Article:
Last month, a leaked paper from Google provided evidence that the 53-qubit Sycamore quantum processor had achieved 'quantum supremacy'. This was after the processor was able to solve a problem in under three minutes and 20 seconds that would have allegedly taken the most powerful classical computers today over 10,000 years to solve.
Google’s experiment is an excellent demonstration of the progress in superconducting-based quantum computing, showing state-of-the-art gate fidelities on a 53-qubit device, but it should not be viewed as proof that quantum computers are “supreme” over classical computers.
The researchers' root for disagreement stems from the fact that they believe that Google's findings failed to account for the repertoire of techniques and resources that classical computers have up their sleeves. These include software assets, a vast knowledge base of algorithms, and a hierarchy of memories. The team argued that any fair comparison between quantum and leading classical computers would be incomplete without considering that repertoire. And that Google's experiment might have not prepared the most powerful classical computer simulation since it missed out on one key aspect:
When their [Google's] comparison to classical was made, they relied on an advanced simulation that leverages parallelism, fast and error-free computation, and large aggregate RAM, but failed to fully account for plentiful disk storage.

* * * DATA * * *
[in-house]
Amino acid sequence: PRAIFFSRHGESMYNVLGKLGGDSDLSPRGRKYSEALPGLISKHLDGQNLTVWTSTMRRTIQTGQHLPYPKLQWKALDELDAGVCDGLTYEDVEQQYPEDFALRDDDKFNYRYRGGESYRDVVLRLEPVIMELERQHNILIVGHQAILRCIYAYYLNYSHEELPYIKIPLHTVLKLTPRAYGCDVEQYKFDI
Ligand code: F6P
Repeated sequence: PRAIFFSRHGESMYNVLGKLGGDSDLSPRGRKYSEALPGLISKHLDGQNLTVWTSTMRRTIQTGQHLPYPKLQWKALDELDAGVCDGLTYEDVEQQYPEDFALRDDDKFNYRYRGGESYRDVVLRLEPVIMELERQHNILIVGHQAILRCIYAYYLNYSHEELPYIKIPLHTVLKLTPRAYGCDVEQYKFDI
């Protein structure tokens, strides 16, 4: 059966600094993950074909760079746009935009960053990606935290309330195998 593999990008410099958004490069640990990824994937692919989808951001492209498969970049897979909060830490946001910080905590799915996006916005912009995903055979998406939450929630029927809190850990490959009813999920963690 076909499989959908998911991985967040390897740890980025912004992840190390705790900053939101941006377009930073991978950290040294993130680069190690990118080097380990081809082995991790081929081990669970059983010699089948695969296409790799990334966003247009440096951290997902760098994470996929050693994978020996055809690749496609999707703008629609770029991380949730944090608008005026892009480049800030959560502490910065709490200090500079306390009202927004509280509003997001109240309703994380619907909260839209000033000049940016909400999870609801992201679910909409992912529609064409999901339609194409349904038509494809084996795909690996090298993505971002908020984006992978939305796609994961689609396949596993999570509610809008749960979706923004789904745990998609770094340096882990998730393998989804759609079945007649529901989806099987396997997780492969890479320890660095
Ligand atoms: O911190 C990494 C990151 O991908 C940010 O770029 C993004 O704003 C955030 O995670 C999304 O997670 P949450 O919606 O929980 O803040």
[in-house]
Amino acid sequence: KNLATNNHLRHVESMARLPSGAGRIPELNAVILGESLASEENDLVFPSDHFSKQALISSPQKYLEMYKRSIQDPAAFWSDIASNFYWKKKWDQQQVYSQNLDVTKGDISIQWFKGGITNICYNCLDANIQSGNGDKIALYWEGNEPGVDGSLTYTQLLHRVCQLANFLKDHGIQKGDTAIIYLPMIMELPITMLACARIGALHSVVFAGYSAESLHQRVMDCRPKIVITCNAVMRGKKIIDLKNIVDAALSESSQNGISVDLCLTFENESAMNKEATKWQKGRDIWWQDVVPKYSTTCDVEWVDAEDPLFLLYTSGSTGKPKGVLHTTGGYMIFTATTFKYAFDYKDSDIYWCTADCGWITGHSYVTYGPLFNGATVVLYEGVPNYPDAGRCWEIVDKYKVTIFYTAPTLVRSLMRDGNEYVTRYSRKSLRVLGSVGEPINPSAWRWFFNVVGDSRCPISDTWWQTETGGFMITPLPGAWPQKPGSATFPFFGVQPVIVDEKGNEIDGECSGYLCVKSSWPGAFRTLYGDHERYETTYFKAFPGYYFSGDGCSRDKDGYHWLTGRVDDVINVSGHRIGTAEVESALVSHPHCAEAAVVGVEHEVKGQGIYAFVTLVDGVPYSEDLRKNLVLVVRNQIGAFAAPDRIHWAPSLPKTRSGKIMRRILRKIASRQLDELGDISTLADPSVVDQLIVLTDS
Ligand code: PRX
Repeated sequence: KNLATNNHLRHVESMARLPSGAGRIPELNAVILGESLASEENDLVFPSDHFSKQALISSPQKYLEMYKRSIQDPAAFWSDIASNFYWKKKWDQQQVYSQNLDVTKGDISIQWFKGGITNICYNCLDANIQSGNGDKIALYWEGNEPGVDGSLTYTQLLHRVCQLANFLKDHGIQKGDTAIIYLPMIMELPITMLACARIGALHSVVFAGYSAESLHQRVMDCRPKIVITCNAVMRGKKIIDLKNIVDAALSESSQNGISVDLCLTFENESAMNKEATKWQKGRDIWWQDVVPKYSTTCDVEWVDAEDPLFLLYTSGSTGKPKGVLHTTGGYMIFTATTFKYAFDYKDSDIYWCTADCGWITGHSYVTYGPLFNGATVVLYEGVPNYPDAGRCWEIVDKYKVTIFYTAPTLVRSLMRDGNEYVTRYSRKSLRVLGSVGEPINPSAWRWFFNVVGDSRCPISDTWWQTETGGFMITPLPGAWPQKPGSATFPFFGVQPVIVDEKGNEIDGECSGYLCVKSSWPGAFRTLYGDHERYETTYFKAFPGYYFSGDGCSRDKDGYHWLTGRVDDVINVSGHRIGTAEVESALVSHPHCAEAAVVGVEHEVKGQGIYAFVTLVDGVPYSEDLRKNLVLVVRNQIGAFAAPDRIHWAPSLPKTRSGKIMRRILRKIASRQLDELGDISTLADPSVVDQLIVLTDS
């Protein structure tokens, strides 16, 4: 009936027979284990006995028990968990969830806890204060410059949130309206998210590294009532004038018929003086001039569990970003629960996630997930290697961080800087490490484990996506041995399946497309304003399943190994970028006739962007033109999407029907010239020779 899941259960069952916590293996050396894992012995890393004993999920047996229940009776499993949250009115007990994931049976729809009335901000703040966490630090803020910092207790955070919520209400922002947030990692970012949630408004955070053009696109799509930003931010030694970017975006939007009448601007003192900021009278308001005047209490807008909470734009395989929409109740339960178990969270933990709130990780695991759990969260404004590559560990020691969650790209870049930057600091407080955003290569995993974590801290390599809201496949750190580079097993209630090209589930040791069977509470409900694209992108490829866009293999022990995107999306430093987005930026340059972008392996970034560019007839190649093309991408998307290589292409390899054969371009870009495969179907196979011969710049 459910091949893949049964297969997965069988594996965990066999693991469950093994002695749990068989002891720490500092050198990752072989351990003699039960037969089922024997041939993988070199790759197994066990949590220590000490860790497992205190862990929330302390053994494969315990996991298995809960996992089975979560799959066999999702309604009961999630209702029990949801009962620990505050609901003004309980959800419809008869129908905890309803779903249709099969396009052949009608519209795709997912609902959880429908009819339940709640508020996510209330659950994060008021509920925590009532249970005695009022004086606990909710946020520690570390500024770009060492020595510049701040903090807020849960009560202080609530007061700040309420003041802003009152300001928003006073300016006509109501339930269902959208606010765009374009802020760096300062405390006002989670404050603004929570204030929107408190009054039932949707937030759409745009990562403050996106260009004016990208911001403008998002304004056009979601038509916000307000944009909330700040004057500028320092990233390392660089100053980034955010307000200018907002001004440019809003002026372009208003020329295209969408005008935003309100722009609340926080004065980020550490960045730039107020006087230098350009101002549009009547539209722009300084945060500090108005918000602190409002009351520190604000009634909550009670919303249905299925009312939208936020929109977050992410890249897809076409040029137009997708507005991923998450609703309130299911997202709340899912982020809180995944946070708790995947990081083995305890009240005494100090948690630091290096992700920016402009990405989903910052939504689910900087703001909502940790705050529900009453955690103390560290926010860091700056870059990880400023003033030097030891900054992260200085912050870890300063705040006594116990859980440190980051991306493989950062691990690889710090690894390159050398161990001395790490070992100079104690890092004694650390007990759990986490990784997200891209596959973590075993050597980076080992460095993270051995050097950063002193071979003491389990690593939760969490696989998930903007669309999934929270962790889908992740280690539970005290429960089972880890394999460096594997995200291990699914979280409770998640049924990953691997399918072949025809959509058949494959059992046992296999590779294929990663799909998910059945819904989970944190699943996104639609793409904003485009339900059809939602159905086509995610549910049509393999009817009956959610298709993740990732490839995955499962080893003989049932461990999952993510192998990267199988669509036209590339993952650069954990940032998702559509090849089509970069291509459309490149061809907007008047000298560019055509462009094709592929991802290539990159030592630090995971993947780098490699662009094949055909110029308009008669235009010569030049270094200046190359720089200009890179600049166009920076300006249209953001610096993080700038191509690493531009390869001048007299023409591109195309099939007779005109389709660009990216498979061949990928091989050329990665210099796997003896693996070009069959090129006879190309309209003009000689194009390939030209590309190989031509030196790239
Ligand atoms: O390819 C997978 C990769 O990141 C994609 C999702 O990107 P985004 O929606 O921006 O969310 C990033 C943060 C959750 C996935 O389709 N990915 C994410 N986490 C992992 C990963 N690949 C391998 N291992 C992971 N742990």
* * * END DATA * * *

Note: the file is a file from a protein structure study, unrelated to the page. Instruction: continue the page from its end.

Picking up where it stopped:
When extended primary and secondary memories were incorporated in IBM's simulation, along with other performance-enhancing techniques like circuit partitioning, tensor contraction deferral, cache blocking, among others, the researchers claim that the task that would have allegedly taken 10,000 years to solve previously, can be solved in under 2.5 days with conservative, worst-case estimates:
We argue that an ideal simulation of the same task can be performed on a classical system in 2.5 days and with far greater fidelity. This is in fact a conservative, worst-case estimate, and we expect that with additional refinements the classical cost of the simulation can be further reduced.
The team further claimed that this performance can be increased substantially if optimizations like GPU-direct communications were utilized as well.
IBM's researchers advised the public to take quantum supremacy with a pinch of salt "due to the complicated nature of benchmarking an appropriate metric," as outlined above. Finally, they went on to give their take on the current state of quantum supremacy and how quantum computers might fare against their classical compatriots in the future, saying that the two will work in harmony, and that "quantum computers will never reign “supreme” over classical computers".